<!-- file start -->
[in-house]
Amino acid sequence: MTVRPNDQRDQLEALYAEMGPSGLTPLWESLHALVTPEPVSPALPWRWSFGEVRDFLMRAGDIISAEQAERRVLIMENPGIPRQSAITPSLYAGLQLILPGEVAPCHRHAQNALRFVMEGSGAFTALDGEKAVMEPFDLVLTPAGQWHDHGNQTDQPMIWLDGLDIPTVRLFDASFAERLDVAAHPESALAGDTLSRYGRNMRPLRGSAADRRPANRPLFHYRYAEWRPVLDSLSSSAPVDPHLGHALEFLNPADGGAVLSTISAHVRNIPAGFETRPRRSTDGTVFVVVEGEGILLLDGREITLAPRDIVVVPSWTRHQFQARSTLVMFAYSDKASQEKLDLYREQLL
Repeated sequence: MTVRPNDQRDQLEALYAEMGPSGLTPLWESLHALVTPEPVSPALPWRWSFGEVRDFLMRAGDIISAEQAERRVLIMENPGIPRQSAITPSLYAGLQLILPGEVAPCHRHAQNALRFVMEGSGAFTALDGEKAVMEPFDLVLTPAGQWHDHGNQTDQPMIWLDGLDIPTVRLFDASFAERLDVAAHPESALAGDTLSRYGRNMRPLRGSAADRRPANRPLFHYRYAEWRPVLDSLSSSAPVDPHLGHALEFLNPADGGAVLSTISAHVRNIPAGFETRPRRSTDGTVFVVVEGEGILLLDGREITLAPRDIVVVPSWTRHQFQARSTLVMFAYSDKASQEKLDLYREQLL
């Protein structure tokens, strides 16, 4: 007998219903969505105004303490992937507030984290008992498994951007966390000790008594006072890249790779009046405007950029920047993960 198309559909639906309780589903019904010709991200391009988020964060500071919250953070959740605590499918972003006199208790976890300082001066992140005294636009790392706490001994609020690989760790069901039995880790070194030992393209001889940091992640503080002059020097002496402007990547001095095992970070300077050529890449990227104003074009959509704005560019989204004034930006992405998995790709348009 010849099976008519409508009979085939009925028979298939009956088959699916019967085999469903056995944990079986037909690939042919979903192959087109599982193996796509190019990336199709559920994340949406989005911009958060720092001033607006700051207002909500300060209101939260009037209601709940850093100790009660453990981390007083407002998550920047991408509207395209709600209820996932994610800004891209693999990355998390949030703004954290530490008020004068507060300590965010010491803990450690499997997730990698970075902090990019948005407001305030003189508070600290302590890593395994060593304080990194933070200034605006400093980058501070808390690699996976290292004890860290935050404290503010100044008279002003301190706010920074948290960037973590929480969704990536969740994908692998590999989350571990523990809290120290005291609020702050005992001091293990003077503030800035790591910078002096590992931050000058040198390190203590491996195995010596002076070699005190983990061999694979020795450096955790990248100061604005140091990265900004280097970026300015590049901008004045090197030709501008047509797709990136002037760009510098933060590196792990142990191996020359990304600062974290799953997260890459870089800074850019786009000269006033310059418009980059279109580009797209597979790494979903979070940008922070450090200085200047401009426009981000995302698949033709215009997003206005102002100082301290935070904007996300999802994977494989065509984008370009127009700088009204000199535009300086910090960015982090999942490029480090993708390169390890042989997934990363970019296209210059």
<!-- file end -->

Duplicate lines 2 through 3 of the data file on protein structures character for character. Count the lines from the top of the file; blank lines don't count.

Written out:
Amino acid sequence: MTVRPNDQRDQLEALYAEMGPSGLTPLWESLHALVTPEPVSPALPWRWSFGEVRDFLMRAGDIISAEQAERRVLIMENPGIPRQSAITPSLYAGLQLILPGEVAPCHRHAQNALRFVMEGSGAFTALDGEKAVMEPFDLVLTPAGQWHDHGNQTDQPMIWLDGLDIPTVRLFDASFAERLDVAAHPESALAGDTLSRYGRNMRPLRGSAADRRPANRPLFHYRYAEWRPVLDSLSSSAPVDPHLGHALEFLNPADGGAVLSTISAHVRNIPAGFETRPRRSTDGTVFVVVEGEGILLLDGREITLAPRDIVVVPSWTRHQFQARSTLVMFAYSDKASQEKLDLYREQLL
Repeated sequence: MTVRPNDQRDQLEALYAEMGPSGLTPLWESLHALVTPEPVSPALPWRWSFGEVRDFLMRAGDIISAEQAERRVLIMENPGIPRQSAITPSLYAGLQLILPGEVAPCHRHAQNALRFVMEGSGAFTALDGEKAVMEPFDLVLTPAGQWHDHGNQTDQPMIWLDGLDIPTVRLFDASFAERLDVAAHPESALAGDTLSRYGRNMRPLRGSAADRRPANRPLFHYRYAEWRPVLDSLSSSAPVDPHLGHALEFLNPADGGAVLSTISAHVRNIPAGFETRPRRSTDGTVFVVVEGEGILLLDGREITLAPRDIVVVPSWTRHQFQARSTLVMFAYSDKASQEKLDLYREQLL